I have a conceptual question after hours perusing code and information on the topic of textures, arrays of textures and such.
There is this natural desire to make things perform well and it works beautifully in Vulkan by setting up a big buffer with all the vertices for my all my models and using their corresponding indices I’m able to reduce the vkDrawIndexed calls to the number of models even accomplishing model matrices via push constants.
Great. Now come textures and mess it all up…
Regardless of various techniques I read about I cannot for the world see a way of accomplishing what I want without going down to a per mesh draw loop.
Do I have tunnel vision or is there really no other way and if so how expensive is the potential multiplier effect of draw calls in the command buffer.
In opengl the draw call was THE number 1 cost in such a context - or at least that’s what was said and I could read every where.
Sadly, as nice as all the vast majority of code examples are for starting vulkan, the nitty gritty of establishing a framework to draw models with textures and some movement is something that a whole lot of people will want to accomplish in a good way (decent performance without having to break up render work into n number of chunks depending on textures and instance drawing…
But, yeah, maybe it’s simple and I fail to see it…
oh, forgot one thing: so even transferring texture image data to device local memory initially I’d have to adjust any index in the shader on a per mesh basis which, again, seems to say there is no way around a per mesh draw call.
ok, one last thought added: I see there is a DrawIndirect but I struggle to fully understand that before I have read more about it. If anybody has used it any ideas/comments would be appreciated.
You were either reading bad information or misunderstanding it (it’s a common misunderstanding because “draws == bad” is easier to parrot than useful facts). It’s the state changes between draw calls that are a problem. And not every state change is equally costly.
It’s also important to remember that Vulkan is not OpenGL. The bulk of OpenGL’s performance issues are structural API issues, not GPU issues.
Generally, the nature of Vulkan’s APIs give you a first-order approximation of the relative cost of some operation. For example, consider the drawing commands you get: multi-draw-indirect (indexed and non-indexed), and single-draw-direct. There is no direct equivalent to
glMultiDrawArrays/Elements; you would have to do an upload into GPU-accessible memory to get an exact equivalent, which isn’t something you can do in a render pass.
This suggests that the CPU cost of a draw call is pretty minimal; if it wasn’t, there would be a way to more easily bundle a group of draws into a single invocation. Indirect multi-draw is important because the GPU is typically generating that data.
(Of course with the DrawIndex value, being able to do a multi-draw using CPU storage without having to upload would be a nice thing… unless GPUs don’t like reading that stuff from command buffer data).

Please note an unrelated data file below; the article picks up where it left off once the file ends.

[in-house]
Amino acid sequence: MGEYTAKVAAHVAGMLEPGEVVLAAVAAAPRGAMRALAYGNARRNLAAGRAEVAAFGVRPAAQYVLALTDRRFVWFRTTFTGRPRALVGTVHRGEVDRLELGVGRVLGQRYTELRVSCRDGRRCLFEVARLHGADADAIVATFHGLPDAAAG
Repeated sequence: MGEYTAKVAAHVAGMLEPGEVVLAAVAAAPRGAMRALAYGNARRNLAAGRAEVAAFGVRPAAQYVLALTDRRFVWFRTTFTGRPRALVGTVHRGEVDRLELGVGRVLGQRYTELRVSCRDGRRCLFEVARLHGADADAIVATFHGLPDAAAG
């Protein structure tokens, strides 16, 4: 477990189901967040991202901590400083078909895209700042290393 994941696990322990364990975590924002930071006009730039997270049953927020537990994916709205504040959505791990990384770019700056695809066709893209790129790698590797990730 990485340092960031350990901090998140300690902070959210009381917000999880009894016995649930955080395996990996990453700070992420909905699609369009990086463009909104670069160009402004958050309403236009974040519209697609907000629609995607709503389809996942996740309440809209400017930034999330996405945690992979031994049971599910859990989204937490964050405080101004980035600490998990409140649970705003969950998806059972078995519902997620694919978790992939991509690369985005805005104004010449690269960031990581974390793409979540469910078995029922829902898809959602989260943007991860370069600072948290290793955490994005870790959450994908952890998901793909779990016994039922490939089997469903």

Changing memory vs. push constants for providing new information to a shader. You need to explicitly double-buffer memory changes, which affects which descriptors you bind and so forth. By contrast, push constants work in-situ within a render pass, requiring no action other than just providing the data. That suggests that push constants are faster but more restrictive in size compared to bulk memory operations.
The complexity of render passes and the nature of having to explicitly start and end them suggests that changing render passes is not cheap. The fact that pipeline state is big suggests that changing it is not cheap (but probably cheaper than render pass state).
Basically, obvious and sane use of the API will get you good results. That’s how the API is designed.
Thank you @Alfonse_Reinheart for pointing out that discrepancy on the cost of draw calls.
Despite using graphics APIs just as a hobby I do realize that Vulkan is quite different from OpenGl.
I try to use its performance features by moving most things to device local memory, I also use push constants.
Yet the state change with drawing becomes relevant with textures I feel where I can use push constants only in so far as communicating indexes into arrays to know what texture to use. But, still, I’m going to have to communicate that per mesh (and potentially I could have more textures per mesh even - normals say) and draw per mesh.
Maybe that is a really good way to go (as compared to descriptor bindings) I guess.
I wish there was better information on Indirect Drawing out there, I think it might suit me better, working in memory I prefer to all these bindings and structs that come with it.
btw. thank you for the video link - watching it right now
I found an older thread relating to this: Vulkan (vs.)? MultiDrawIndirect
together with this resource on indirect drawing (https://vkguide.dev/docs/gpudriven/draw_indirect/) and another example on arrays of textures (http://kylehalladay.com/blog/tutorial/vulkan/2018/01/28/Textue-Arrays-Vulkan.html) it gives me some good pointers where to head.
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